When trying to come up with ideas for things to write about for this Cranksgiving post, I thought I would brush up on my history of the original Thanksgiving and the first thing that popped out to me is, apparently I should have learned this better as a kid since nearly all of the first page of the search results were for children. The second bit I took notice of was this federal holiday originated as a harvest festival. Which might be a gimme for some people but I don’t think the majority of us know what that really means.
Having a harvest festival in 1621 meant you wouldn’t starve over the coming winter.
Many of the settlers coming to America would not make it through their first winter and these days, we can plan a three day party like the Pilgrims and Native Americans did and have it catered. We don’t even have to cook it. Today, we live in a society of plenty and while most of us will never know what it truly means to be hungry, there are still Americans who don’t know where their next meal is coming from. So to plan for a Thanksgiving turkey with all the fixin’s is probably not in cards and it’s pretty hard to have a harvest festival without the harvest.
In 2014, 48.1 million Americans lived in a food-insecure household.
At BeersNGears, we feel it’s a tragedy that we live in one of the wealthiest nations on earth with the smartest people and the top universities and we can’t figure out how to make sure the very basics of living are obtainable by every single person that lives in this country, but that’s reality.
Now, I’ll admit I’m a dreamer and I do dream of a reality where Americans don’t have to worry about whether to pay their electric bill or buy groceries. Where every American can sit down at a table with friends and family and have stuff to be thankful for and where every American does their part to make that a reality.
I also know dreams can become reality but, how? Wishful thoughts alone don’t seem to produce the results I’m looking for so we must need to take action.
And what action can BeersNGears do to make this a reality?
Do what we do best… drink beer and ride bikes!
Let me explain. We have partnered with Second Harvest Food Bank of Northwest North Carolina and Foothills Brewery to host Winston-Salem’s first ever Cranksgiving! On November 19th we’re going to send out an army of cyclists to local stores to collect items for a delicious Thanksgiving meal and bring them back to Foothills so Second Harvest can distribute them to those less fortunate in our community.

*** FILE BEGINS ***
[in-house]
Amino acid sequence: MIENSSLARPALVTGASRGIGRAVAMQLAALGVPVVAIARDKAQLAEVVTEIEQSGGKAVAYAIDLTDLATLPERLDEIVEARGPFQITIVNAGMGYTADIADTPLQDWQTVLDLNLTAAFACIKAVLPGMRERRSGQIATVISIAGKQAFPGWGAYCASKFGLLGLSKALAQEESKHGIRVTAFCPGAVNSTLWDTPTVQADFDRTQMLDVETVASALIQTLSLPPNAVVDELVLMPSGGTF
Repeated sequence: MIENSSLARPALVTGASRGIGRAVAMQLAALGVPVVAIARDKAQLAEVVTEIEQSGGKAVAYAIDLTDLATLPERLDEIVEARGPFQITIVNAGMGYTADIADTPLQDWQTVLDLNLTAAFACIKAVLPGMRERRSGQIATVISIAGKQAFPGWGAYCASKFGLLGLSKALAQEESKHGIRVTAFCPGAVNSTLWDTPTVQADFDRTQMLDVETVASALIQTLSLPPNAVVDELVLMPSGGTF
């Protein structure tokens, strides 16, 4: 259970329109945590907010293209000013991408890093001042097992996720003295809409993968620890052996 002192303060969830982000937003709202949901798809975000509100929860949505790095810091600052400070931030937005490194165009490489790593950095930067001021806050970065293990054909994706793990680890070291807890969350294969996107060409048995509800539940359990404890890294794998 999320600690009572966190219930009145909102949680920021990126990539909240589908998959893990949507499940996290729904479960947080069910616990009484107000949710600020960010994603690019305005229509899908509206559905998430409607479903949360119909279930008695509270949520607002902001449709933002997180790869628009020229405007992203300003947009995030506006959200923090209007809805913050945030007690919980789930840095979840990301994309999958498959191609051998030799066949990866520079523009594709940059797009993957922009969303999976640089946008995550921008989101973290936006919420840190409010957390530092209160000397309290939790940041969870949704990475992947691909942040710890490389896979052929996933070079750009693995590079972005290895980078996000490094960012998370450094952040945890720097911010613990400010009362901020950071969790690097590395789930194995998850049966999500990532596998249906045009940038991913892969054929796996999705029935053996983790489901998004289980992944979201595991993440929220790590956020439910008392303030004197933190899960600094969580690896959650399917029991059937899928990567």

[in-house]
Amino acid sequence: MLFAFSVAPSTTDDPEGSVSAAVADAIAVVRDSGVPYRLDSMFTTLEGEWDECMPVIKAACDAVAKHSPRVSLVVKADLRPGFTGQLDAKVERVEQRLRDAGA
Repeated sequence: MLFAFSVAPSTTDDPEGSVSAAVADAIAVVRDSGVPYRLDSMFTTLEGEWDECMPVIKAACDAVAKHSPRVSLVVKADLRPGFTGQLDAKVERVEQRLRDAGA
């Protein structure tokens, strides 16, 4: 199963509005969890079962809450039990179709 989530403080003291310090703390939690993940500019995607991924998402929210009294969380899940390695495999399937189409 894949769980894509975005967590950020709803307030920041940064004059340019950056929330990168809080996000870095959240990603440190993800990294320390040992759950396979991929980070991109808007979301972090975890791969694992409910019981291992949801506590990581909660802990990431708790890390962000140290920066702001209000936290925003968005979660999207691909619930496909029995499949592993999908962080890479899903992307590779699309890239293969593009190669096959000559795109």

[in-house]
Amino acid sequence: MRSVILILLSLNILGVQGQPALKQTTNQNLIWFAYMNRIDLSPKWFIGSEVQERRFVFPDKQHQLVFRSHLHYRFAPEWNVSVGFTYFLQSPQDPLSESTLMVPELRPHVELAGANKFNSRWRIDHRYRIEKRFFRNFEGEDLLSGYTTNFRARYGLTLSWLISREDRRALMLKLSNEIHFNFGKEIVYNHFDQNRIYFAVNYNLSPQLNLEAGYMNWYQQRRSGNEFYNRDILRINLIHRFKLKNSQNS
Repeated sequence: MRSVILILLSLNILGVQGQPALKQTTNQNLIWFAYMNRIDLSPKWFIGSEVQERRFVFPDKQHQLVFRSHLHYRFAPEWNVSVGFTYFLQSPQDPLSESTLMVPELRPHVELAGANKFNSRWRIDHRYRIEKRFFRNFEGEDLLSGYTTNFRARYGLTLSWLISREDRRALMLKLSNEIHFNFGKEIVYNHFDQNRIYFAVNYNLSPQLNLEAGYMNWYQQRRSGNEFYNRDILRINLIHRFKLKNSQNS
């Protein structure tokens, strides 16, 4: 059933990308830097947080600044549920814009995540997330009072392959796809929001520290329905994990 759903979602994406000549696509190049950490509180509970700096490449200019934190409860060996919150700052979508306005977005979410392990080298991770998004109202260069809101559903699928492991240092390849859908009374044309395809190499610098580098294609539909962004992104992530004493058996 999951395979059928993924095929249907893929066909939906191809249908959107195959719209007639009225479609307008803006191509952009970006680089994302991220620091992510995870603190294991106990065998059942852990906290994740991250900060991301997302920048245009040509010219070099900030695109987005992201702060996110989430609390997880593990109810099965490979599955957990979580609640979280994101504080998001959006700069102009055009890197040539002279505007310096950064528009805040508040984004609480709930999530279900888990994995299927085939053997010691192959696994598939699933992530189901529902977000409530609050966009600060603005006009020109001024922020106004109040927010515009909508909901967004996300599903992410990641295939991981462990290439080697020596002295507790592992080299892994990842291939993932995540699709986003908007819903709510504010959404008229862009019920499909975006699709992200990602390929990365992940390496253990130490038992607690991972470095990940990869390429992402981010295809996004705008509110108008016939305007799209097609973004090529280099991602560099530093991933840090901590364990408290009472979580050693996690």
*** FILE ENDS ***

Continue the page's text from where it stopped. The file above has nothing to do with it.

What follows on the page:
Riders of all ages and abilities can participate in this cross between a food drive and bicycle scavenger hunt. Registration is free but plan to spend $10-20 (or more if you’re feeling generous) on groceries. We’ll hand out a map with grocery stores and a list of items you can buy. You just need a bike, a lock, and a bag to haul your donations. Use our planned route or create your own. Participate as an individual or as a team of up to 4 people.
But Cranksgiving is not about competition, it’s about taking care of our neighbors so they can have enjoy a feast this Thanksgiving and having fun riding bikes… and maybe drinking a beer afterward.
Speaking of beer, Foothills will be donating 10% of sales from Cranksgiving participants on the day of the event to Second Harvest Food Bank. So be sure to grab some food and drink before and after the ride to help Second Harvest continue doing their great work all year long!
Check out the Facebook event for more info and updates. We hope to see you at the first annual Cranksgiving ride in Winston-Salem!
You can also help us spread the word! Download the poster, print copies and post them around your neighborhood and/or workplaces. And be sure to invite your friends!
If your business would like to donate a prize, cash or service for the ride or you are interested in volunteering at the event please send us a message.
The Cranksgiving artwork was created by Grace Washko.
Grace Washko is a blossoming illustrator/designer who hails from the land of ice and snow or as it it’s natives call it, Minnesota. Upon graduating Savannah College of Art and Design (SCAD) she moved to North Carolina to pursue a career in both graphic design and illustration. With a passion for both science and art she draws inspiration from the natural world, human history, literature and a broad range of cultural motifs.
You can see her awesome work HERE